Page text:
Journalists put public at risk with lie to discredit Trump over coronavirus

What matters to the journalism world is not that the couple poisoned themselves by drinking an anti-parasitic fish medicine, but the opportunity to bash Trump.
What matters to the journalism world is not that the couple poisoned themselves by drinking an anti-parasitic fish medicine, but the opportunity to bash Trump.

Dozens of journalists took to ink and screen to scream lies about a couple who ingested a toxic substance who then succumbed to the horrible effects of a poison. News outlets sold these lies to the public to discredit President Trump, who has asked the Food and Drug Administration (FDA) to speed up approvals of an anti-malarial drug called chloroquine for treatment of the COVID-19 coronavirus.

Dr. Dena Grayson, self-proclaimed media expert on the coronavirus, Ebola and other pandemics tweeted to her 268k followers: “BREAKING: A man DIED & his wife is in ICU after they ingested #chloroquine, one of the anti-malarials that @realDonaldTrump touted. Chloroquine/#hydroxychloroquine have NOT been proven effective against #coronavirus & can cause FATAL heart arrhythmias.”

She continued in a thread, “As I warned, these anti-malarial drugs are associated with potentially FATAL side effects and should only be taken under close supervision of a doctor.”

Heidi Przybyla, NBC News Correspondent, tweeted out a long thread beginning with, “Her husband is dead & she's in the ICU after ingesting chloroquine: "We saw Trump on TV—every channel—& all of his buddies and that this was safe," she said. "Trump kept saying it was basically pretty much a cure."

Further down the thread, "Oh my God. Don't take anything. Don't believe anything. Don’t believe anything that the President says and his people because they don't know what they're talking about. And don't take anything—be so careful and call your doctor. This is a heart ache I'll never get over."

The last tweet in the thread, however, provided the truth to the story, “The toxic ingredient they consumed was not the medication form of chloroquine, used to treat malaria in humans. Instead, it was an ingredient listed on a parasite treatment for fish.” The first tweet received 15.4k retweets. The last only 307, both at time of writing.

NBC News argued “The man's wife told NBC News she'd watched televised briefings where President Trump talked about the potential benefits of chloroquine. Even though no drugs are approved to prevent or treat COVID-19, the disease caused by the coronavirus, some early research suggests it may be useful as a therapy.”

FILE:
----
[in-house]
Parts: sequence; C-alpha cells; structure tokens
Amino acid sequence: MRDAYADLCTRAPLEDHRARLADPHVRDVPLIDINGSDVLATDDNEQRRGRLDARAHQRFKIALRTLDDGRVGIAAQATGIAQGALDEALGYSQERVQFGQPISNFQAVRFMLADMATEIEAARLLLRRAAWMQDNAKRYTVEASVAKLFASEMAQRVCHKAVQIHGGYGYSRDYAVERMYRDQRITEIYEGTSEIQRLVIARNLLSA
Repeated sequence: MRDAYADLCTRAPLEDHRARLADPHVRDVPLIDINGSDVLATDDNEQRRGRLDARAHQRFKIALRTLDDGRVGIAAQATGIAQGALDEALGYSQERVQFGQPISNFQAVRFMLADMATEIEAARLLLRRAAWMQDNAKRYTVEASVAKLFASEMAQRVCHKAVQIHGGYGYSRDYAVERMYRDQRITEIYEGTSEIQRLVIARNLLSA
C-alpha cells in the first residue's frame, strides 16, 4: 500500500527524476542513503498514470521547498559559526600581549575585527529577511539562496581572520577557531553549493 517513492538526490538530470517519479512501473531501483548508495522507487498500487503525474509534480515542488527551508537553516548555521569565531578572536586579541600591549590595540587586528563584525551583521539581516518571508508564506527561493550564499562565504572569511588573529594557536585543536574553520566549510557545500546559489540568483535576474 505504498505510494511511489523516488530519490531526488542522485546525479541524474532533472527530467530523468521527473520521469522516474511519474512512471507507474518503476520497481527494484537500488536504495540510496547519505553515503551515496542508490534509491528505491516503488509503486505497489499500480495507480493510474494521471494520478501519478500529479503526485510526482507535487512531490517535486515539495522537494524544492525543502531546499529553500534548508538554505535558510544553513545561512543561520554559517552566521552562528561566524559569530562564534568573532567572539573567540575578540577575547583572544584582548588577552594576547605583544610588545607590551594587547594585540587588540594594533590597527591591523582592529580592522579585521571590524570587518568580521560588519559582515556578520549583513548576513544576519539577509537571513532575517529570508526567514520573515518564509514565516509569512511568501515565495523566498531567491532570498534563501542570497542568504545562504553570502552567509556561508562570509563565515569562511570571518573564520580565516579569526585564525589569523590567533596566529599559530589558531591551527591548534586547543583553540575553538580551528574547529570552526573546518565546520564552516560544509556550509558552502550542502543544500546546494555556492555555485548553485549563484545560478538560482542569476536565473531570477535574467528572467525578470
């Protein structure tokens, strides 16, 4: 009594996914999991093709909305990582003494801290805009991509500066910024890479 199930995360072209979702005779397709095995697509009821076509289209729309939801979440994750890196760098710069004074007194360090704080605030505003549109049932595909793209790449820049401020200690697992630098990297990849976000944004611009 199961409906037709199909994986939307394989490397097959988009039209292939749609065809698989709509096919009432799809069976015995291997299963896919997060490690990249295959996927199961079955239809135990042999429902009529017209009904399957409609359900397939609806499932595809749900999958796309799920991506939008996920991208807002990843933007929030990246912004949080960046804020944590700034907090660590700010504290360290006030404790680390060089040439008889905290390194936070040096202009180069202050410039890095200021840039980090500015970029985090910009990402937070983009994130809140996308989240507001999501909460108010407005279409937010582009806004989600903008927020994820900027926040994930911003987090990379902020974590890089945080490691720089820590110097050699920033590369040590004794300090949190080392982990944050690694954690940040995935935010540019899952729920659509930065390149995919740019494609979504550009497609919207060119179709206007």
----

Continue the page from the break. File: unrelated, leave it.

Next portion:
The fact that the couple mixed an anti-parasitic medication for fish tanks into soda, per the article, and drank it seems to be intentionally downplayed in the narrative. What matter most to the journalism world is the opportunity to attack Trump.

Bloomberg ran an article titled Nigeria Has Chloroquine Poisonings After Trump Praised Drug.  CNN tweeted out, “Health officials in Nigeria have issued a warning over the drug chloroquine. Three people in the country overdosed on the drug, they said, in the wake of President Trump's comments about using it to treat coronavirus.”

This despite positive results, such as these that ABC News reported: “Chloroquine and a similar drug, hydroxychloroquine, showed encouraging signs in small, early tests against the coronavirus. But the drugs have major side effects, one reason scientists don't want to give them without evidence of their value, even in this emergency.” The media continues to ignore that the medications are prescription-only and require physician care. No one is suggesting people ingest anti-parasitic fish pills.

The obsession with blaming Trump is putting real lives in danger. Pretending that because President Trump announced in a press conference that new drug options could be the part of the solution for battling this pandemic, he is responsible for the irresponsible choices of people around the world is absurd. In fact, journalists quoting such people saying “Don’t believe anything that the President says and his people because they don't know what they're talking about” without any pushback whatsoever could easily scare sick people away from trusting their doctors in an emergency.

Also relevant here is Twitter’s seemingly ambivalent position on verified accounts spreading misleading and even false information related to COVID-19 exclusively when attacking Trump. Twitter updated their abuse policy to control the spread of misinformation on their website specifically surrounding the COVID-19 crisis. Yet Vijaya Gadde, Legal, Policy and Trust & Safety Lead for Twitter is, at the very least, failing to keep the public updated on their enforcement of this new policy, if there is any enforcement at all.

The speed at which these stories are spreading and the lack of interest by social media companies, journalists, or news outlets in reigning in these falsehoods has become genuinely concerning and even dangerous. By the time they can be corrected, thousands upon thousands have already seen the original narrative.

It should not be necessary to argue that journalists should be held to a higher standard of honesty and accuracy in online reporting, but with activism and journalism nearly indistinguishable, it must be firmly shouted as often as possible.

A person should never consume any drug or chemical without doctor supervision, obviously we all know this, and the hysteria surrounding Trump’s perfectly reasonable announcement of potential medical advancements is not to blame for people making irresponsible choices.

Trump did not tell people to consume household chemicals if they feel sick and he did not remove prescription restrictions on access to unapproaved drugs. It is profoundly sad that the people responsible for spreading information to the world refuse to put aside their petty political biases and simply tell the truth. These games will get real people hurt.